In this issue…
CBU student athletes lead PacWest in academic honors
California Baptist University placed a conference-high 156 student-athletes on the 2014-15 Academic All-PacWest teams released June 23. It marks the second consecutive year the Lancers grabbed the most academic distinctions in the PacWest.
A total of 1,488 student-athletes received conference recognition for their academic efforts during the 2014-15 season. Athletes must have achieved at least a cumulative 3.0 grade-point average and be eligible for participation or practice in their sport to receive Academic All-PacWest recognition.
The CBU Lancer softball team garnered the most amount of Academic All-PacWest honors, with a total of 19 players. Close behind was the women’s cross country and track program, with 18 players recognized for academic achievement. Women’s soccer placed third-best with 17 athletes on the honor roll.
CBU’s MBA students learn about global business on Asia trip
Nineteen MBA students from California Baptist University took their textbook learning to Asia this month for a firsthand view of how it is applied in the business world. The students and Dr. Steve Strombeck, interim dean of the School of Business, traveled to Hong Kong and Korea June 5-14 as part of their Global Business Management course.
For most of the students, the trip was their first time outside of the country. They visited companies such as FedEx, Nestle, Wells Fargo and Samsung and heard executives talk about business and marketing. The group also visited cultural sites, experienced the culture and ate the local food.
The purpose of the trip was to illustrate what students learned in class by experiencing what business is like around the world, Strombeck said.
“All we’re trying to do is add value in the lives of our MBA students. These trips are designed to hopefully get them to think differently,” he said.
For student Mario Minwary, memorable experiences included seeing hot steel fabricated into thin rolls at one of the world’s largest steel mills in Pohang, South Korea, eating Korean barbecue, and bonding with his classmates. He also learned that culture is paramount.
“Culture plays a vital part in how a product/service is developed, marketed and sold,” Minwary said. “It also defines the internal workplace environment. A multinational company such as DHL operating in Korea has a work culture that is more German than Korean, and somehow it works.”
The MBA trip was Deserie Marchbanks’ first time traveling outside the country. She learned that a number of familiar Western brands such as McDonald’s are present even among the different cultures in Asia. But she also saw differences.
“Business appears to be more structured and formalized in the Asian culture and not nearly as relaxed as you see in the United States as a norm,” she said. “Everything is very formal, which is a culture shock when you’re not used to that.”
Strombeck said another goal of the trip was for students to dream big. Most of the executives the students heard from are expatriates. Strombeck, who worked for eight years in Korea and Taiwan, wants students to think about working overseas.
“The value of understanding and appreciating another culture and actually working as an expat overseas is priceless,” he said. “I think our students, generally speaking, need to get out of their own skin. I can think of no better opportunity than for them to serve the Lord overseas, serve in some kind of managerial capacity.”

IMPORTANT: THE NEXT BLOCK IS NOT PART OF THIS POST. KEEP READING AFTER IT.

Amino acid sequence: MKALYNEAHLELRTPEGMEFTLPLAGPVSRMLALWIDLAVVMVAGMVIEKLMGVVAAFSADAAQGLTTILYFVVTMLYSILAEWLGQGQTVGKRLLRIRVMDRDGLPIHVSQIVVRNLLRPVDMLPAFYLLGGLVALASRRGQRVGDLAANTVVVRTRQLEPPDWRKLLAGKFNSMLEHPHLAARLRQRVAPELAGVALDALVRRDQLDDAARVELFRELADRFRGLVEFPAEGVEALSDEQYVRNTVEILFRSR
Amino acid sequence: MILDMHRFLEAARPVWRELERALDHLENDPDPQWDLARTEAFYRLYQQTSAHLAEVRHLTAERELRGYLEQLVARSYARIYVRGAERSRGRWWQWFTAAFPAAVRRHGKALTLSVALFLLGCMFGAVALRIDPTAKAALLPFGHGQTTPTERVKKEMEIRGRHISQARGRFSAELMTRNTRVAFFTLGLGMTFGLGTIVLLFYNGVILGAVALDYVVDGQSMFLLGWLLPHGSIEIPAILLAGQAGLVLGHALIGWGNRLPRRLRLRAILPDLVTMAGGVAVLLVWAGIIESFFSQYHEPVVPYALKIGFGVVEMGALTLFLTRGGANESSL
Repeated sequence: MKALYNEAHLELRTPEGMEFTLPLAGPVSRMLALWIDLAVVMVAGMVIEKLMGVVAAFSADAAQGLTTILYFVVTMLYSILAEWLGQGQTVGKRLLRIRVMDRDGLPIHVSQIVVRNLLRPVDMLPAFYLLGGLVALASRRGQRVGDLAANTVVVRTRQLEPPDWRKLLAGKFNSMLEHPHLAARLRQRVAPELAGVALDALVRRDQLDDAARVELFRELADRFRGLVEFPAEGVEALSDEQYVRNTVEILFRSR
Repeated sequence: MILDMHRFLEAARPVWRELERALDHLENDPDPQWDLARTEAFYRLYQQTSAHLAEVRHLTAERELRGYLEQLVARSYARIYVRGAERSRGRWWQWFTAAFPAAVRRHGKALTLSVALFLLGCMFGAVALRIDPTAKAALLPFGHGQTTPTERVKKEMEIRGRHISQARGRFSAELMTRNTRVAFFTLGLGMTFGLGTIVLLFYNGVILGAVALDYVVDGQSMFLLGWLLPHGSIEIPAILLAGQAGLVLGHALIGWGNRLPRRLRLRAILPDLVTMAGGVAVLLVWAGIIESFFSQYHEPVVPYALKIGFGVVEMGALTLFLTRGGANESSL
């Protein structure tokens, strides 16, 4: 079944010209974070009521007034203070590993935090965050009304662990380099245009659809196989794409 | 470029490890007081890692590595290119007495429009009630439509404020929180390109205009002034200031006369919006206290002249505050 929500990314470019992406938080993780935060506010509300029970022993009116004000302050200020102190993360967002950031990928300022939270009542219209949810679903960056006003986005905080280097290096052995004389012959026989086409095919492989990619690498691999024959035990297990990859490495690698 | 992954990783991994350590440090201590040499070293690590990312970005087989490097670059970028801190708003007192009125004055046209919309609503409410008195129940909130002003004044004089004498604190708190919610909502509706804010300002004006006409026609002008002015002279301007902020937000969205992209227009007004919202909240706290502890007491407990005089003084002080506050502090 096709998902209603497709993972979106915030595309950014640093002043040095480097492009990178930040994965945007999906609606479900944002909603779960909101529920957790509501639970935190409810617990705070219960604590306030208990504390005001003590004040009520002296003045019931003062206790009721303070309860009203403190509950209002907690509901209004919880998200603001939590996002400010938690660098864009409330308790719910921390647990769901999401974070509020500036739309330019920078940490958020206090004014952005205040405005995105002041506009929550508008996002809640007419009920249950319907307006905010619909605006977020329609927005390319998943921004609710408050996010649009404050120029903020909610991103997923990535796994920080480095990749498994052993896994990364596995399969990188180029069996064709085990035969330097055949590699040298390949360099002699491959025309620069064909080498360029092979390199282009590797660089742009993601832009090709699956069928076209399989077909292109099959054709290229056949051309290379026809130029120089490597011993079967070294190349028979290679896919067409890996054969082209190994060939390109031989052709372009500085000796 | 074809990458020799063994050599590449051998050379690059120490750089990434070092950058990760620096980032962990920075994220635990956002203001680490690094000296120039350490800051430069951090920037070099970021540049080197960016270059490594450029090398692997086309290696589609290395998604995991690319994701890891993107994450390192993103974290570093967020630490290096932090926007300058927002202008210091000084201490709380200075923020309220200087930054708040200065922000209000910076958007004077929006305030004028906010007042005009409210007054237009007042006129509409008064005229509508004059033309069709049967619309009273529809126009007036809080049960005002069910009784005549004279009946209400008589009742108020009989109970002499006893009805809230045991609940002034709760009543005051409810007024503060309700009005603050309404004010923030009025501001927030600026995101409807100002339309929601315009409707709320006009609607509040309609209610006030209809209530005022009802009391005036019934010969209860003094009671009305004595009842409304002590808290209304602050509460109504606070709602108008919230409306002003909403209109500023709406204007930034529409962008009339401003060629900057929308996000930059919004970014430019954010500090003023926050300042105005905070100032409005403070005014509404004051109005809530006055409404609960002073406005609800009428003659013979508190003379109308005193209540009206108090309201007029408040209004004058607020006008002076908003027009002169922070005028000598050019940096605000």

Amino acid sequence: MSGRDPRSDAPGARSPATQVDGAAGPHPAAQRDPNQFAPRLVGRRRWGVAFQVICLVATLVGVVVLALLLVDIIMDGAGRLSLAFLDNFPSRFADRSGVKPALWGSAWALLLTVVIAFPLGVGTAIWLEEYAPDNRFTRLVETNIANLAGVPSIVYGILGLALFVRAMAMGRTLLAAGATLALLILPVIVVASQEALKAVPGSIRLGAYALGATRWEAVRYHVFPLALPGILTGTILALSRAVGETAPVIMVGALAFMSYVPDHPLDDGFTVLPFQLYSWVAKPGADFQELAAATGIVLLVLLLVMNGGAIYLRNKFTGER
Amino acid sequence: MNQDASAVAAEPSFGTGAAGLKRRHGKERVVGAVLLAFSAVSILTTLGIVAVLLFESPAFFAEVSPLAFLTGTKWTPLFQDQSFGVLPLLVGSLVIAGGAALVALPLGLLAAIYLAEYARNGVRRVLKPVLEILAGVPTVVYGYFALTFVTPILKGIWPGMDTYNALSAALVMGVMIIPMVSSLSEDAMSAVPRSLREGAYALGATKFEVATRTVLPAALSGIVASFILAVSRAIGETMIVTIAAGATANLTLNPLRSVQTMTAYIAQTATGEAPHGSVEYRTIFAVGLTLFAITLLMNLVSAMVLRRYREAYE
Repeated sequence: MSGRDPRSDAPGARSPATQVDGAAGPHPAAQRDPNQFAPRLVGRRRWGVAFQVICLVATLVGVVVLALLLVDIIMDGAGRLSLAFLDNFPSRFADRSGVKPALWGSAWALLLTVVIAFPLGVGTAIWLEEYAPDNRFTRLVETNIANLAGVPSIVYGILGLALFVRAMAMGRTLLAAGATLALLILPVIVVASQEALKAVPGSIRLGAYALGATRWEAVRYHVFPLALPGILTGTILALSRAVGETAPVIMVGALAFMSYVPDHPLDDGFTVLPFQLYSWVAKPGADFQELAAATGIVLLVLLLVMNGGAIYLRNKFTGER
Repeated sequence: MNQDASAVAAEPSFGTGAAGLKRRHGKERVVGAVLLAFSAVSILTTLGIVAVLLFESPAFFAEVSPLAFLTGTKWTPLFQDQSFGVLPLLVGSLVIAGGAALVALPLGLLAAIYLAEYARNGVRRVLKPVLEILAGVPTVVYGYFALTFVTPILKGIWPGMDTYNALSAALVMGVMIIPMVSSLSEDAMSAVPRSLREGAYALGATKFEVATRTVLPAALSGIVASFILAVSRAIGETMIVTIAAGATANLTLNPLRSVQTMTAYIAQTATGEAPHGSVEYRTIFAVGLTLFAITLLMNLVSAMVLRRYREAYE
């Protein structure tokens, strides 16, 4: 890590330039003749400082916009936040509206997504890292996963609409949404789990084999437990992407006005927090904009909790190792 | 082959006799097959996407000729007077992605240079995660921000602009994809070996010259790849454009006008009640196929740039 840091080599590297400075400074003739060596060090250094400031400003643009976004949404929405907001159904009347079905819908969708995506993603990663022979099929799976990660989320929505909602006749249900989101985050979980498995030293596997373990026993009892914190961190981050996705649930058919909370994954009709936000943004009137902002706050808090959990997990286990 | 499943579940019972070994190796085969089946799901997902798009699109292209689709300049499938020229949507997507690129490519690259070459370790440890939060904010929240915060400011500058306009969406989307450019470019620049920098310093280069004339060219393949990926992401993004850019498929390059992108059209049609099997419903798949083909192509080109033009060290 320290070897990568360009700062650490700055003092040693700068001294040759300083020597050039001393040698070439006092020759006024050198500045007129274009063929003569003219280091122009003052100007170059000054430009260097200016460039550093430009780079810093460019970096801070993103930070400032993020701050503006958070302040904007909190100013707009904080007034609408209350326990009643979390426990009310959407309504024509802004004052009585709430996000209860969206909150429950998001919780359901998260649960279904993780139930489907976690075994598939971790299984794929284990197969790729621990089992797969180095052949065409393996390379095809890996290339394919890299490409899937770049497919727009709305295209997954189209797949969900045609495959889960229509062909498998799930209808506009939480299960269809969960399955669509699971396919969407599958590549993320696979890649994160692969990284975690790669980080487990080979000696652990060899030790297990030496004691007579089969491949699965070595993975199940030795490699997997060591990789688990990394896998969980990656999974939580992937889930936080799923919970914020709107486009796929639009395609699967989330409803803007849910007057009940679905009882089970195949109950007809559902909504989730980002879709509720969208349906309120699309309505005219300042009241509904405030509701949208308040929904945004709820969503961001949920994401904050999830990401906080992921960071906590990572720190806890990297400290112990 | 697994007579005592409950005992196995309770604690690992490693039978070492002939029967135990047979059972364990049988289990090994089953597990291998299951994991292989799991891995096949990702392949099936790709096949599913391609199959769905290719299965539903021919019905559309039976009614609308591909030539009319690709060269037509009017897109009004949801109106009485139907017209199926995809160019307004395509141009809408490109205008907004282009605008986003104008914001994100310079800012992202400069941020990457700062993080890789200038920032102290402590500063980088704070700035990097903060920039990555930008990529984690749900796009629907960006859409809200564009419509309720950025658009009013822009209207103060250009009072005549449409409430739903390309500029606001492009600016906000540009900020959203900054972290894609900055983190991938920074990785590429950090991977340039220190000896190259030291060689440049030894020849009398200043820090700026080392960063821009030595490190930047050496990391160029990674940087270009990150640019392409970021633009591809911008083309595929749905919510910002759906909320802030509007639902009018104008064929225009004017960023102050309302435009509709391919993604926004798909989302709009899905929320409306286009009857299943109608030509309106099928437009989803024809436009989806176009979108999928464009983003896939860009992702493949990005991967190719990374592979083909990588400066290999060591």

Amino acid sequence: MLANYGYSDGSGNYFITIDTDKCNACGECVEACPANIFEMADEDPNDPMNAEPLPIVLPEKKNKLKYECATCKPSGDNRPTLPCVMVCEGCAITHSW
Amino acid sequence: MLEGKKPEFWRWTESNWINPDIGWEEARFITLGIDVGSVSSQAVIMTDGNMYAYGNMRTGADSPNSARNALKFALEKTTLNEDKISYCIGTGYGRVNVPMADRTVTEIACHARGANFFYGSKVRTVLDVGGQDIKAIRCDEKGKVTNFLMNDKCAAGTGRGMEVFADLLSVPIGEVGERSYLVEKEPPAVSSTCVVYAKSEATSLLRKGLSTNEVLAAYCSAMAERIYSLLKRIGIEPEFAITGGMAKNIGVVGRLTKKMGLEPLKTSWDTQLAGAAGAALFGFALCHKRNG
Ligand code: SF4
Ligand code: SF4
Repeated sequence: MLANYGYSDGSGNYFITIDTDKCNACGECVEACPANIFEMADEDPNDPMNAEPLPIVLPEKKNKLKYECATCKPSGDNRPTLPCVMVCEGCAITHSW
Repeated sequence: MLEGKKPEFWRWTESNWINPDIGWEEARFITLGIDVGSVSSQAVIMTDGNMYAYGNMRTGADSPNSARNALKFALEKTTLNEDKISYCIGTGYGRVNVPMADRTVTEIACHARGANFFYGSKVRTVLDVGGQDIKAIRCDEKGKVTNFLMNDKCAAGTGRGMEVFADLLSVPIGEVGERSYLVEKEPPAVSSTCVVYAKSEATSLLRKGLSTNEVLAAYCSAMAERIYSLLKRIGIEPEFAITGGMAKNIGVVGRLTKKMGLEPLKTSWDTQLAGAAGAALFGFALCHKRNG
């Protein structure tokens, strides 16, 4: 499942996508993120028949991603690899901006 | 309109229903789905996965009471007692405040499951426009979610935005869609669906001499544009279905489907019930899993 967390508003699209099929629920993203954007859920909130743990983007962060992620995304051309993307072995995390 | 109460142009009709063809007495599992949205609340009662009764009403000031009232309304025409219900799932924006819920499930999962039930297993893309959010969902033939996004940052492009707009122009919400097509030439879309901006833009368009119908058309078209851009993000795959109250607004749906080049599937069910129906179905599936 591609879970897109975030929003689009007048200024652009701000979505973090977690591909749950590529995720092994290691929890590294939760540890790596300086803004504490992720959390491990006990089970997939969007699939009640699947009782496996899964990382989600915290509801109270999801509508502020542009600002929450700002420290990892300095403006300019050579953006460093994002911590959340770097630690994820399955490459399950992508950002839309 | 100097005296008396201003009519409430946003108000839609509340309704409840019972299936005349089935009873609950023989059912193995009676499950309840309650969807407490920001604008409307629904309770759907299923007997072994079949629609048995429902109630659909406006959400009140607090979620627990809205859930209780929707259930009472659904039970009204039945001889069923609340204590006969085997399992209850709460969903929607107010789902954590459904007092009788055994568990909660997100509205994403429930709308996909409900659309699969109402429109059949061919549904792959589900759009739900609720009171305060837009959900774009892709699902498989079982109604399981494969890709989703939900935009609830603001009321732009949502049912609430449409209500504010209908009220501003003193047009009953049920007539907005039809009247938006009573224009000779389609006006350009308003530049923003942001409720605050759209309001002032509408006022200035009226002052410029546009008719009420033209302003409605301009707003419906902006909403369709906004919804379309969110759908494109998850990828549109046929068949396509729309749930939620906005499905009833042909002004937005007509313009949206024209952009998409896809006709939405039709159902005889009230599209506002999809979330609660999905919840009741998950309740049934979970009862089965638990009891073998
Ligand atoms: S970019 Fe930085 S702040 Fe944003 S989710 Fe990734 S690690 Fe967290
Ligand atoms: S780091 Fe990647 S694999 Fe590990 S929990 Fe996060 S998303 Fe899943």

CBU sends out last wave of 2015 teams for service projects
California Baptist University sent its fourth and final wave of volunteer teams to fields of service around the world June 11 through 22. The eight groups, which are part of the International Service Projects and U.S. Projects, are serving in Japan, East Asia, Spain, Thailand, Virginia, New York and Baltimore.
Other teams performed service projects in areas such as Central Asia, East Asia, South Asia, Poland, Spain, Thailand and United Kingdom. This year, more than 370 participants served on 42 teams to 16 countries. The teams this year also included the 4,000th participant in the 19 years of ISP/USP/SOS. Last year the Office of Mobilization commemorated sending out its 400th team.
Before leaving campus, each team gathers to pray at the Kugel, a granite globe that floats on a base inscribed with the Great Commission (Matt. 28:19-20).
The theme for ISP/USP/SOS this year is Resolve. It has been exciting and challenging to see the way the theme has played out in the teams, said Aura Opris, mobilization coordinator for the Office of Spiritual Life.
“We’re resolved to share the gospel regardless of the circumstances,” she said. “I’m going to ask that you pray that this experience not necessarily be an easy experience for our students, but that God would really challenge them in the work that they’re doing there.”
CBU Gallery features work from renowned architect’s collection
The CBU Gallery usually presents works by California Baptist University students and local artists.
Now a new type of show is at the gallery. “Cliff May and the California Home” features historic drawings and photographs from the collection of renowned Southern California architect.
The exhibit is the gallery’s “first museum-grade show,” meaning it is similar to those presented at a museum such as the Getty or Norton Simon, said Dr. Katherine Papineau, assistant professor of architecture and art history.
“We want to put CBU on the art map and we are doing that by hosting a museum show,” she said.
May is known as the “father of the ranch house,” a sprawling, single-story home. The home is usually designed around a private courtyard with thick adobe walls, inspired by indigenous dwellings. His exploration of the ranch house promoted the California lifestyle and indoor-outdoor living. He built homes throughout Southern California and a substantial development in Long Beach. The work in the exhibit, which covers 1931-1965, is on loan from the “Cliff May Papers, Architecture and Design Collection” at UC Santa Barbara.